After another short filming, Harold and I were informed of our next destination. We'd often look at each other and simply say "Follow Jay" :-)  Not too far from this location is the Sony centre and this was to be our destination... On route, and still giggling from the German guard gag, I photographed Jay and Harold under a big yellow Lego giraffe? Why? Well, because it was colourful...?

The Sony centre is pretty impressive. We walked around looking at the various exhibits and admiring the architecture. Jay noticed a film Museum, which he'd not previously visited, and so this became our next destination.

We were not advised before that photography was forbidden, but it did not take us long to get the attention of those working there. Here are some crazy shots of us photographing into mirrors - don't ask why, it's complicated. Shortly after this we received our first warning (a sobering moment)... notice the book on the floor...


A strange photo, to say the least...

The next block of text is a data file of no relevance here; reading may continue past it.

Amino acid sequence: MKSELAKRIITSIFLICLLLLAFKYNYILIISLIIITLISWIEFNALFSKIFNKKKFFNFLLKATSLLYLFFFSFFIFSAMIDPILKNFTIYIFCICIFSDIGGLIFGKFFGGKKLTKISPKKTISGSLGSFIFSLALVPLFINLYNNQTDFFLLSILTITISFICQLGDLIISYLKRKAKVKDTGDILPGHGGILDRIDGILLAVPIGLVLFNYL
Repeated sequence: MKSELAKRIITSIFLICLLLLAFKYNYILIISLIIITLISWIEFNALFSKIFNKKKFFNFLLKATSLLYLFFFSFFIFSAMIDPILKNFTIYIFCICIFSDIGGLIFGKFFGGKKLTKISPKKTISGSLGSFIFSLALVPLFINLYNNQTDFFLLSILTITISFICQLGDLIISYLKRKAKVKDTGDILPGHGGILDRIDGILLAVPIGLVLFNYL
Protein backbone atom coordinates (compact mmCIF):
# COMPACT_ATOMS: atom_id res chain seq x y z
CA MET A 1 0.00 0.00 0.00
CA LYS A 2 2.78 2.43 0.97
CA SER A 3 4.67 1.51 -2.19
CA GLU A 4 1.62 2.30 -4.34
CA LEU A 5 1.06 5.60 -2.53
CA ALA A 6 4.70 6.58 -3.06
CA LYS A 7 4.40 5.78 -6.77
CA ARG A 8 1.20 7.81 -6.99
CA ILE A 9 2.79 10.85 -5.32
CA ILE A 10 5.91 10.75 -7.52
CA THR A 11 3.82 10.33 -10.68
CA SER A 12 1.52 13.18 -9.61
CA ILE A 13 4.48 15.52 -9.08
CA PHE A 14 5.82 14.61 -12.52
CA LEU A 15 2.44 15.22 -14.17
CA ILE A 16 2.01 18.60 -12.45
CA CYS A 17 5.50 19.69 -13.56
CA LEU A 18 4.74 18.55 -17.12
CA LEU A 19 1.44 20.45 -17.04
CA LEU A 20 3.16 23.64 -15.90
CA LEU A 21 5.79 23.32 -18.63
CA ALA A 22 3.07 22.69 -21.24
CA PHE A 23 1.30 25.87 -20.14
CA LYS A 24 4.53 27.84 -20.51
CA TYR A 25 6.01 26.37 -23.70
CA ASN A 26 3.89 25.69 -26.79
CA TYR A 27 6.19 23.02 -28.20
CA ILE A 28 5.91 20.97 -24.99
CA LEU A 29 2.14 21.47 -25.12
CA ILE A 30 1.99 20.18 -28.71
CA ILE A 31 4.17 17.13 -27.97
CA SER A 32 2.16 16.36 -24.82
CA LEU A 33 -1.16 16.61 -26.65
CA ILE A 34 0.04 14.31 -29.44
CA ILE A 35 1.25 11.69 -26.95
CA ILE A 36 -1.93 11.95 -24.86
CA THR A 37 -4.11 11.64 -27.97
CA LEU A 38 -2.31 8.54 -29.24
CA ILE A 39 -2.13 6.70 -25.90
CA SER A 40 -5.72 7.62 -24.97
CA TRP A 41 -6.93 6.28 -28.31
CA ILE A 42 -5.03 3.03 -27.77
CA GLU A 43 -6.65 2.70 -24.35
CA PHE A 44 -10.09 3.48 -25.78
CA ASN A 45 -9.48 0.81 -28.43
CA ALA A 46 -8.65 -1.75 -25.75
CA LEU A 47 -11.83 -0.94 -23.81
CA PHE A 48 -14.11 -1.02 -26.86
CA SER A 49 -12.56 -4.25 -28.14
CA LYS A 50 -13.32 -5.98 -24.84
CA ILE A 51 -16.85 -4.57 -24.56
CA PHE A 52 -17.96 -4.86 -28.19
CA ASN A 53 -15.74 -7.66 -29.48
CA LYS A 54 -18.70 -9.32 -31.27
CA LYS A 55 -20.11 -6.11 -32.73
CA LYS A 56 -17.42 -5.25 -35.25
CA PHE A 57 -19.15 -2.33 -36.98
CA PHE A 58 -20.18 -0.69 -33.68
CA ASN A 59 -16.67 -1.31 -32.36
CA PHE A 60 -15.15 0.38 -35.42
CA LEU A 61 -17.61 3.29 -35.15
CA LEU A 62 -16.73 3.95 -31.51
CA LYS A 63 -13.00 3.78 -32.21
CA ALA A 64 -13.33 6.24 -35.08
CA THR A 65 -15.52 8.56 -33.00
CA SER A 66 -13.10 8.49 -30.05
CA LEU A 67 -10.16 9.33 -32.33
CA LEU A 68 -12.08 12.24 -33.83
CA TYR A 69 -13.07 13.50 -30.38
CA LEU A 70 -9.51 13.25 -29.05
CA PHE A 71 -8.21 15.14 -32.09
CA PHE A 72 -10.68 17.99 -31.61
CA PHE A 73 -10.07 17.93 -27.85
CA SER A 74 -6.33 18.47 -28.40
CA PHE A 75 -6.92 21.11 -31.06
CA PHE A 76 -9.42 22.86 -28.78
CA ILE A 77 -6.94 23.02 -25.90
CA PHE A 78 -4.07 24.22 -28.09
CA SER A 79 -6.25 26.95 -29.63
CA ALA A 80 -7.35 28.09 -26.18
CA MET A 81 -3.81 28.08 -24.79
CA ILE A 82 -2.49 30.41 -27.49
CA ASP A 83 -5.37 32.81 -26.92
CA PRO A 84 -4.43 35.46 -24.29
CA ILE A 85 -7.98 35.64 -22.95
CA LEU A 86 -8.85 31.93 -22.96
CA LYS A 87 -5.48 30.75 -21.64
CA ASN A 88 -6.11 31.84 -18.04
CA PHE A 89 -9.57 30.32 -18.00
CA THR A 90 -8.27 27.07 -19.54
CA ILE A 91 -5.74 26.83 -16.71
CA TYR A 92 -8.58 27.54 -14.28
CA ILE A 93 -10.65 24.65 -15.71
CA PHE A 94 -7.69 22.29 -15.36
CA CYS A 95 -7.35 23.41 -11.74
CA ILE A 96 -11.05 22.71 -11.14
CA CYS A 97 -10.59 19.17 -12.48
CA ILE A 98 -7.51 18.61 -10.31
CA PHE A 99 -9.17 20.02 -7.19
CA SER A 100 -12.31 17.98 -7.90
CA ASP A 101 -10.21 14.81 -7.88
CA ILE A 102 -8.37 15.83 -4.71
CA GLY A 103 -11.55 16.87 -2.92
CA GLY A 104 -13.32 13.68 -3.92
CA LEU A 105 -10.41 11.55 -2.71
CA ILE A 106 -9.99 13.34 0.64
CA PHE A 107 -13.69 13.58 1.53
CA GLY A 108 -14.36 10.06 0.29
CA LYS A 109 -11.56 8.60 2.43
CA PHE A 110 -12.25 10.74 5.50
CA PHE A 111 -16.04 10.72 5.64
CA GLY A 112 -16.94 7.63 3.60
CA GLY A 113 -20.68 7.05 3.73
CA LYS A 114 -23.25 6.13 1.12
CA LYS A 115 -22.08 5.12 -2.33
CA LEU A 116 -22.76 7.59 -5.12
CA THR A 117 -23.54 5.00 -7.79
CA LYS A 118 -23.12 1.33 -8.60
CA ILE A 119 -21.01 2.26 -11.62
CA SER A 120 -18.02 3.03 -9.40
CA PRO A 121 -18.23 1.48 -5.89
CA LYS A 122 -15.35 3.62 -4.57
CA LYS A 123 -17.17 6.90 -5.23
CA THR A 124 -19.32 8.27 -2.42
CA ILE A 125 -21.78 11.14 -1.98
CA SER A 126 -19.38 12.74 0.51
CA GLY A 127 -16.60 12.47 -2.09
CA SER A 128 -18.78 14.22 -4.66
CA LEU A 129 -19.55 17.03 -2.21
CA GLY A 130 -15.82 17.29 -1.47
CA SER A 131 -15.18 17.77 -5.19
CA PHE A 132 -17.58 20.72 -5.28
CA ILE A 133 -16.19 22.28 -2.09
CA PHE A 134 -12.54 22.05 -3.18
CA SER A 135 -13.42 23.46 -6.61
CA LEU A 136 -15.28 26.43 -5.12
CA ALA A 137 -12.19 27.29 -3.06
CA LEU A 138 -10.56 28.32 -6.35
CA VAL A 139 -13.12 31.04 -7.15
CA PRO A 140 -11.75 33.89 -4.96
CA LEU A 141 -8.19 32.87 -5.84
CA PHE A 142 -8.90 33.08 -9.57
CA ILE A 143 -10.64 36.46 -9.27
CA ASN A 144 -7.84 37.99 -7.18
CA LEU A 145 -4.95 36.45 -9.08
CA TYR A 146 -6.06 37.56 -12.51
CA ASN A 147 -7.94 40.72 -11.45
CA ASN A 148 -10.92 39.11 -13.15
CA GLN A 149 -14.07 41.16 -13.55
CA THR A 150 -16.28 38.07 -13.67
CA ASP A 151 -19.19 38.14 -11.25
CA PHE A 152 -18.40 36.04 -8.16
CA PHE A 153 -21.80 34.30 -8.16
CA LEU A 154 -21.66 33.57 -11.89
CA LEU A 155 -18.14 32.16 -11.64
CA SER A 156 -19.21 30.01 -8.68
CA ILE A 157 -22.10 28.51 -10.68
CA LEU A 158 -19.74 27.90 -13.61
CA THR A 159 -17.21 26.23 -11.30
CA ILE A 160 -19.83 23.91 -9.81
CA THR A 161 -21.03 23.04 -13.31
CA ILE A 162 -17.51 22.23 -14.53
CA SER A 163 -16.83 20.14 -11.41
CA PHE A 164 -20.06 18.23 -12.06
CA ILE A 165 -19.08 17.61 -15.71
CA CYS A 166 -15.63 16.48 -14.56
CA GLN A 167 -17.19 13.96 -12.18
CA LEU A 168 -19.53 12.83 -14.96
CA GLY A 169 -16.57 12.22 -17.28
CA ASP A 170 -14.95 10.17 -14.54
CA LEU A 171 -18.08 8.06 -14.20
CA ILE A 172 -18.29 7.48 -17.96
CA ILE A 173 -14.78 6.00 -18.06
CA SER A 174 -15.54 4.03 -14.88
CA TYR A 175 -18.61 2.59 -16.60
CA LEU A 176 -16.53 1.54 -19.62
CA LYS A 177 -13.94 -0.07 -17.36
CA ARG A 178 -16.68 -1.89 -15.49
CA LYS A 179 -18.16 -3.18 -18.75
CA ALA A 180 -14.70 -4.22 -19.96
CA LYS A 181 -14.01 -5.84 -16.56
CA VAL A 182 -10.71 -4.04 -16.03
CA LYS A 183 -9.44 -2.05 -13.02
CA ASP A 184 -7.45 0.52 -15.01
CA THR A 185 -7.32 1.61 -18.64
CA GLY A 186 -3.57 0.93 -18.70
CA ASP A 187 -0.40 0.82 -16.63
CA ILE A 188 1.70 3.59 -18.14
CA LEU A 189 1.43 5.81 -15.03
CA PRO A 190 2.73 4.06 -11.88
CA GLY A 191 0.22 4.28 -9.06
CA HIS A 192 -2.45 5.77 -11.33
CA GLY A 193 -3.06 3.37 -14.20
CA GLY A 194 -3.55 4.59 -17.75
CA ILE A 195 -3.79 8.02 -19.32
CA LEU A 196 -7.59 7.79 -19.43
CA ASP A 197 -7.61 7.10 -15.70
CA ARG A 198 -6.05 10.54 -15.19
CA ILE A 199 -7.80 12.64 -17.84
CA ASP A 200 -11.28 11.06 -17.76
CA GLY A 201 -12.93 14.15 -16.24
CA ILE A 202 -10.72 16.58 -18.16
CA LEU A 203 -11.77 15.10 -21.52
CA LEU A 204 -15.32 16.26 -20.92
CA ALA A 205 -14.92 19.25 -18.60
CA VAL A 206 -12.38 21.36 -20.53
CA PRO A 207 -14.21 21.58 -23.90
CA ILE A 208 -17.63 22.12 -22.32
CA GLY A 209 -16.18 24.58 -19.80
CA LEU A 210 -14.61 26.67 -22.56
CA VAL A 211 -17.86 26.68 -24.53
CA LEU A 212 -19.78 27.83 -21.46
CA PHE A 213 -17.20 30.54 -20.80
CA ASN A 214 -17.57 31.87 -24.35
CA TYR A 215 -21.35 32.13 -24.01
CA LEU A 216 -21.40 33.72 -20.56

This picture below was to depict how Working Smarter can help save us from the scenario in the film > "The film is set in the massive, sprawling futuristic mega-city Metropolis, whose society is divided into two classes: one of planners and management, who live high above the Earth in luxurious skyscrapers; and one of workers, who live and toil underground."

As I took this photo one of the curators appeared from behind a wall (almost like in a haunted house film) and issued us with a final warning (oops!)  Sadly to say there are no more photos from this museum, but at the risk of being thrown out, we behaved ourselves for the remaining time there.